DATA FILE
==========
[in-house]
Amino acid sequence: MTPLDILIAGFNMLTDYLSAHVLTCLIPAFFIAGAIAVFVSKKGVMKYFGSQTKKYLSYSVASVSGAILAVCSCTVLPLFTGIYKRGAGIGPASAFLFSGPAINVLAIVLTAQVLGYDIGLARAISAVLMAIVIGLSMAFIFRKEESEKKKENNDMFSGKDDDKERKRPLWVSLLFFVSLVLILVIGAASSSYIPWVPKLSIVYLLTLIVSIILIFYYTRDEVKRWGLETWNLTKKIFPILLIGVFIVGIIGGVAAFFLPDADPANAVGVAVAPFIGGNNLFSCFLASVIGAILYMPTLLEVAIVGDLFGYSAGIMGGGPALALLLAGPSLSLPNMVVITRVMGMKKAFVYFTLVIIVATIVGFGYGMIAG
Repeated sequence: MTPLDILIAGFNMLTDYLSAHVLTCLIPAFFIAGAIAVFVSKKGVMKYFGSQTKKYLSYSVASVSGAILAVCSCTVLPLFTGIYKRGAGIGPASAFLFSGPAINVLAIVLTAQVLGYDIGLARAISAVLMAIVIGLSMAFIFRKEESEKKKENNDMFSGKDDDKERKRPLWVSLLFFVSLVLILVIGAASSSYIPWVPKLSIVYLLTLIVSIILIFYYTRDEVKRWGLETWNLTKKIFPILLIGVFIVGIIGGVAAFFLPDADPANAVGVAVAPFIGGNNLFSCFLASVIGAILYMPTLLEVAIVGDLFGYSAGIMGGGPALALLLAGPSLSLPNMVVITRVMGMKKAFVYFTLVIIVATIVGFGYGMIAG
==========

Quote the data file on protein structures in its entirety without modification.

[in-house]
Amino acid sequence: MTPLDILIAGFNMLTDYLSAHVLTCLIPAFFIAGAIAVFVSKKGVMKYFGSQTKKYLSYSVASVSGAILAVCSCTVLPLFTGIYKRGAGIGPASAFLFSGPAINVLAIVLTAQVLGYDIGLARAISAVLMAIVIGLSMAFIFRKEESEKKKENNDMFSGKDDDKERKRPLWVSLLFFVSLVLILVIGAASSSYIPWVPKLSIVYLLTLIVSIILIFYYTRDEVKRWGLETWNLTKKIFPILLIGVFIVGIIGGVAAFFLPDADPANAVGVAVAPFIGGNNLFSCFLASVIGAILYMPTLLEVAIVGDLFGYSAGIMGGGPALALLLAGPSLSLPNMVVITRVMGMKKAFVYFTLVIIVATIVGFGYGMIAG
Repeated sequence: MTPLDILIAGFNMLTDYLSAHVLTCLIPAFFIAGAIAVFVSKKGVMKYFGSQTKKYLSYSVASVSGAILAVCSCTVLPLFTGIYKRGAGIGPASAFLFSGPAINVLAIVLTAQVLGYDIGLARAISAVLMAIVIGLSMAFIFRKEESEKKKENNDMFSGKDDDKERKRPLWVSLLFFVSLVLILVIGAASSSYIPWVPKLSIVYLLTLIVSIILIFYYTRDEVKRWGLETWNLTKKIFPILLIGVFIVGIIGGVAAFFLPDADPANAVGVAVAPFIGGNNLFSCFLASVIGAILYMPTLLEVAIVGDLFGYSAGIMGGGPALALLLAGPSLSLPNMVVITRVMGMKKAFVYFTLVIIVATIVGFGYGMIAG